The editors at Solstice Magazine selected my non-fiction piece “Mexican American Psycho is in Your Dreams” as first place. Thanks to the judge Alex Marzano-Lesnevich and to the editors, especially Richard Hoffman for his kind words.
(In case any of you have forgotten the movie, check the clip).
I mention Richard Ramirez, Night Stalker in the essay. My cousin Vicki recently reminded me she and a friend actually saw the Night Stalker the day before he got captured (or rather, a group of gente beat his ass as he tried to get away on a bus after being recognized again). I remember either my mother or aunt speaking with my grandmother talking about Vicki. Was my cousin hit by a car or something? Was she dying? Should I have been nicer? No, Vicki saw the killer. What killer? The killer, the Night Stalker. She’s upset, don’t ask her about it, cabron. Why not? He’s escary.
I was 9 years old so I might have asked why not a few more times. Of course I asked Vicki and don’t remember what exactly what she said. I pestered her a bit (I was her little cousin after all). That summer, and especially when she was telling me what he looked like, I expected a guy carrying a machete to ooze over the fence and be ready to hack us up like Jason from Friday the 13th. Do you think he knows where you live? I don’t know. I tried to remember when me and my sister were heading back to Texas. Maybe if Vicki stayed with us, she’d be okay. Or would the Night Stalker would run all the way there to find her?
What if the Night Stalker did come around? Would my grandfather with muscles from welding have beat him up and locked him up in a shed? Would anyone call the cops? I could imagine the neighborhood coming around poking him with sharp sticks or wanting light the shed on fire with him in it. Or would we tie him up for a one way trip to the desert, the repository for forgetfulness, the underworld and recreation area for the minds of many Angelinos? Would an entire train of cars follow out to see a monster suffer some fairy tale justice (making us all a bit monstrous ourselves)?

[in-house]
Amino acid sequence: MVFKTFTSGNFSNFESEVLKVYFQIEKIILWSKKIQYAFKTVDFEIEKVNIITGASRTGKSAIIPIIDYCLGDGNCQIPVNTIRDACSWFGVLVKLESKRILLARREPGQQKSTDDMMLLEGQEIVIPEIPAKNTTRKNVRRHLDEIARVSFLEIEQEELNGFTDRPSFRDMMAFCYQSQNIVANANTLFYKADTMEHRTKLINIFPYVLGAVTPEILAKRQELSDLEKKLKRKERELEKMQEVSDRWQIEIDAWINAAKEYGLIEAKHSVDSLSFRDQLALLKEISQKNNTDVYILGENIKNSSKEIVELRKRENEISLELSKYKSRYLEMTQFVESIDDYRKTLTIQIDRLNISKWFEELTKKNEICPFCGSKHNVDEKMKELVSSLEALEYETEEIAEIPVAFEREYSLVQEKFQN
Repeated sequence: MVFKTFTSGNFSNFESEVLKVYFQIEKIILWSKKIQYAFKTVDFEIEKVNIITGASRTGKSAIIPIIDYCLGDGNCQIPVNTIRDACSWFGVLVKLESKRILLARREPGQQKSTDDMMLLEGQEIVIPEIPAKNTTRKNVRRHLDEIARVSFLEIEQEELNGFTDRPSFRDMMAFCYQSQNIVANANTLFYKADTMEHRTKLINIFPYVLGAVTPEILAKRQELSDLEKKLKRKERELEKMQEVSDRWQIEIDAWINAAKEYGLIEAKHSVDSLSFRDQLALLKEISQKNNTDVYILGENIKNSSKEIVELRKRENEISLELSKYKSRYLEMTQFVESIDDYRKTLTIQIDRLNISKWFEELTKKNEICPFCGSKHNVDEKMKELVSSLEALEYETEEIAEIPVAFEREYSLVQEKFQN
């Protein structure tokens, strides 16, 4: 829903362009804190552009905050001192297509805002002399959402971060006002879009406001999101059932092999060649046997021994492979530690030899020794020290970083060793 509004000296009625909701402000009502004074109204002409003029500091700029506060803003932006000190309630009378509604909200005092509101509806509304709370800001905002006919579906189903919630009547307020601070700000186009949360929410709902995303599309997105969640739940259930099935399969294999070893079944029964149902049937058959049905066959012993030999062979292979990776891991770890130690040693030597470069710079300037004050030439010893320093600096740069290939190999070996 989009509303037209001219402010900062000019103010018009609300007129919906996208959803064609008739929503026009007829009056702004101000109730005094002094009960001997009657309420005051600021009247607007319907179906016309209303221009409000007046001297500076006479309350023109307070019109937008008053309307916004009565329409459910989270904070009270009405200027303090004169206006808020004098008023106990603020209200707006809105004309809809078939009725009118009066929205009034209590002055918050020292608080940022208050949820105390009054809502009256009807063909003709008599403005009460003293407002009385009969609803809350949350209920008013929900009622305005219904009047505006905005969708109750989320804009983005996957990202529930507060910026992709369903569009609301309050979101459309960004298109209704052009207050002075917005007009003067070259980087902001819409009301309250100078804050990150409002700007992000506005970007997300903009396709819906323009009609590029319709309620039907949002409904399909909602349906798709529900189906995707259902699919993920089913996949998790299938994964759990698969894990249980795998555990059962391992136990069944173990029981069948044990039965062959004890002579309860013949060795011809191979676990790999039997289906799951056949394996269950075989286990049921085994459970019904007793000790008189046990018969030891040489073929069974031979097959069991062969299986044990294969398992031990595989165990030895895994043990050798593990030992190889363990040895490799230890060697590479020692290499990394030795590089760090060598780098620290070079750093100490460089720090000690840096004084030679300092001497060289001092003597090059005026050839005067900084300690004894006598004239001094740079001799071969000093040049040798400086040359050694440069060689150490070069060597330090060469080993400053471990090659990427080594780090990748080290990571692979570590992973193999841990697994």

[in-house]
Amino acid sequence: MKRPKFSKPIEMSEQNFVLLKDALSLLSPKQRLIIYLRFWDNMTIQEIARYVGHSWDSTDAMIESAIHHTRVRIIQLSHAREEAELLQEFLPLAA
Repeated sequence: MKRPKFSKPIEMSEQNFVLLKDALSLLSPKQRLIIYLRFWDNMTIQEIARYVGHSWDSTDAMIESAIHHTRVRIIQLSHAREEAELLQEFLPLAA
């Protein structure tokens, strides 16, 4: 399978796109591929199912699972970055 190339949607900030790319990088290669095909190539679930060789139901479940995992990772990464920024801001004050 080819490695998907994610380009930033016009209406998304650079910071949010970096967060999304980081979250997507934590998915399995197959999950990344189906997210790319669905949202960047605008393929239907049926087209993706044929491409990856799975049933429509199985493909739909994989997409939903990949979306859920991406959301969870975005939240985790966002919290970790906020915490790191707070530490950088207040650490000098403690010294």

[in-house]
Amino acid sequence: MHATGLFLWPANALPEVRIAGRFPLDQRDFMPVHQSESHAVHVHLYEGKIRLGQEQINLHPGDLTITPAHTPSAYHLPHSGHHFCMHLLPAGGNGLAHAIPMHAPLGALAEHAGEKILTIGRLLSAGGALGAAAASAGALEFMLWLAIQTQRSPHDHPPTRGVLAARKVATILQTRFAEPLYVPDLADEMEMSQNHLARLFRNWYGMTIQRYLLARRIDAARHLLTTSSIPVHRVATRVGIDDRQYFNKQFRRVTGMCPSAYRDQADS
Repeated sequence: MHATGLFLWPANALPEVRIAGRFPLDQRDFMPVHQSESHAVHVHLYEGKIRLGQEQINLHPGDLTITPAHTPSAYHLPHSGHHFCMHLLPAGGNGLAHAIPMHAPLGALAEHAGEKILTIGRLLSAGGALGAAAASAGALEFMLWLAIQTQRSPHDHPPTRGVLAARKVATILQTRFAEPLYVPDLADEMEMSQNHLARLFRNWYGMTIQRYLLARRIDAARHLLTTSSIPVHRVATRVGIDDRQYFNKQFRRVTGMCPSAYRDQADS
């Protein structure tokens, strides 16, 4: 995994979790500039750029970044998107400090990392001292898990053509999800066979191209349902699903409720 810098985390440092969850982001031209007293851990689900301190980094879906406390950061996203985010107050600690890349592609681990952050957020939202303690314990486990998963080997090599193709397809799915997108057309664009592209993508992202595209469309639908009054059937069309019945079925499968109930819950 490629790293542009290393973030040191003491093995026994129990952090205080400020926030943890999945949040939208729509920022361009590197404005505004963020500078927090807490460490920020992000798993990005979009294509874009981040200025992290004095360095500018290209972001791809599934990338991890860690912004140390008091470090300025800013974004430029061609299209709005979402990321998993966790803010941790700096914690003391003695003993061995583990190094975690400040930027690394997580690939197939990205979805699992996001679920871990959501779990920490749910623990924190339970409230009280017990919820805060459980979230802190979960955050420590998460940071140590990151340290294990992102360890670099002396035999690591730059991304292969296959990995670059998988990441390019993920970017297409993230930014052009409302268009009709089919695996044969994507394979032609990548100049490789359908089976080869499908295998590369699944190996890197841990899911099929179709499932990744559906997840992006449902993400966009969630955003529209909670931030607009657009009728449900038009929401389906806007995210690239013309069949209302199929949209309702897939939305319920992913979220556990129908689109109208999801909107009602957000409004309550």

Monsters make the imagination go. We could have easily been one of the ones and I’m glad we slipped away, were missed, looked over, survived.
Check out the Solstice issue and subscribe:
And read lil’ Scotty’s essay:
and as long as your listening, check out Somos en escrito Literary Magazine. We had recently updated our site and it looks great. The editor is Armando Rendon, author of Chicano Manifesto and Noldo and his Magic Scooter, a dual langue YA series. Jenny Irizary, a poet, novelist and friend is the assistant editor. We are building up some aspects so subscribe and stay tuned.